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Secret Public Identity

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Watch: And here's your temporary Guild ID. We'll issue your permanent one once you've decided on a villain name.
St. Cloud: Augustus St. Cloud.
Watch: Ahh, going with the real name then. Very Lex Luthor of you.

A Super Hero who does not actually have a hero name, despite maintaining a generally low-profile Secret Identity. These heroes are simply called by their "real" names in the heat of battle.


This is not a character using a family or given name that is snazzy (or not) as his or her heroic name (for example, former surgeon Stephen Strange continuing to go by "Doctor Strange"). Compare Steven Ulysses Perhero, where the Meaningful Name has something to do with the character's powers.

Normally justified with their real name being common and their civilian identity being fairly nondescript, but not always.

Compare Overt Operative, a secret agent who never bothers keeping low. Contrast Real Name as an Alias.



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    Anime and Manga 
  • Barnaby Brooks Jr. from Tiger & Bunny. He constantly expresses disdain whenever he gets called "Bunny", as the public quickly latched onto his partnership with Tiger as the titular "Tiger & Bunny" duo.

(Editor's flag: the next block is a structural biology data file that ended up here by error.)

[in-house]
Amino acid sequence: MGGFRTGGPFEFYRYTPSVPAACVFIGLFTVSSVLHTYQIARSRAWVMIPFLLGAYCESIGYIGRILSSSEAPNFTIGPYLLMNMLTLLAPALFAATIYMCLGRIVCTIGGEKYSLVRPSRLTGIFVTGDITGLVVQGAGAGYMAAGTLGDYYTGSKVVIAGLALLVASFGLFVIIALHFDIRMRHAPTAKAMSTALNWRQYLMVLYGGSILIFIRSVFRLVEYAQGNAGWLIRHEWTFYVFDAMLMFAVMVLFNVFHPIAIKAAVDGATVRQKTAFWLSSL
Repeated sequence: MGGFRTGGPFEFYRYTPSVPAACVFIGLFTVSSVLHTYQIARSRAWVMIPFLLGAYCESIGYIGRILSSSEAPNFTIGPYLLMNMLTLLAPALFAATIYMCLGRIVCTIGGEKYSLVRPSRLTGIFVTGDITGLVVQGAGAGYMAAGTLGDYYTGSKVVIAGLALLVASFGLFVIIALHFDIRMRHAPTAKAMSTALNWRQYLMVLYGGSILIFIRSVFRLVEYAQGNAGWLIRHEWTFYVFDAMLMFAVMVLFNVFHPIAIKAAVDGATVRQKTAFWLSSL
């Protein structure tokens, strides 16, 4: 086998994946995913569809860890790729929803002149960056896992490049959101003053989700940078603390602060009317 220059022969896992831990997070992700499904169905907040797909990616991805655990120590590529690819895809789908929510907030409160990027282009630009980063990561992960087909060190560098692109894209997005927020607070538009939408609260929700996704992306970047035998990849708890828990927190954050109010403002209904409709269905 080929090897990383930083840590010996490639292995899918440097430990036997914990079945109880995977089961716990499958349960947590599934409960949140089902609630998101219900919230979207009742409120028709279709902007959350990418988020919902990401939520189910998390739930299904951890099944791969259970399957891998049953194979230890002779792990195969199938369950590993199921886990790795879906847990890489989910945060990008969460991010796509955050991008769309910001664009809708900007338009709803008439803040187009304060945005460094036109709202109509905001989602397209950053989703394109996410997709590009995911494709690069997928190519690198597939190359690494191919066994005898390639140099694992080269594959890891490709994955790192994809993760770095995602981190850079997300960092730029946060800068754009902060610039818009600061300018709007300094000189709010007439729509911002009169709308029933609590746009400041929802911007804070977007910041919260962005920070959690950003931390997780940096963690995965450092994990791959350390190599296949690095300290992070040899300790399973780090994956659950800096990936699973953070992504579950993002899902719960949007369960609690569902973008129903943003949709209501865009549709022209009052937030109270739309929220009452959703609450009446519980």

• My Hero Academia:
    • Both Todoroki and Iida decided to go with their given names (Shoto and Tenya, respectively) as their hero names. Todoroki for showing his individuality and to distance from his father Endeavor, while Iida thinks he is not worthy enough to take over his crippled brother's role.
    • Tomura Shigaraki doesn't hide himself under an alias. Subverted later when it is shown that his real name is Tenko Shimura.

    Comic Books 


  • Batman has several foes who, despite their gimmicks, choose to go by their real names. Hugo Strange, Cornelius Stirk, Victor Zsasz, Philo Zeiss, David Cain and James Gordon Jr. Mister Freeze might also count, since his legal name is Victor Fries (pronounced exactly like "freeze"), so spoken out loud, his code name is just his real one.
  • Discussed in an issue of Superman that opens with Superman fighting a guy in a power suit who identifies himself as "Gabriel Van Daniken." Superman tells him that it's the worst name for a super villain and he's ever heard, and Gabriel's reply is "You mean just because I build a containment suit and try to poison the water supply I have to give myself a stupid alias? Get a grip, Superman. I'm thirty-five years old!" A bystander watching the battle remarks that he has a point. After all, Bonnie and Clyde never had code names, and they were criminals anyway. He says it's actually kind of cool for villains to introduce themselves by their real name, instead of calling themselves "Toxic-man" or "Pollutus".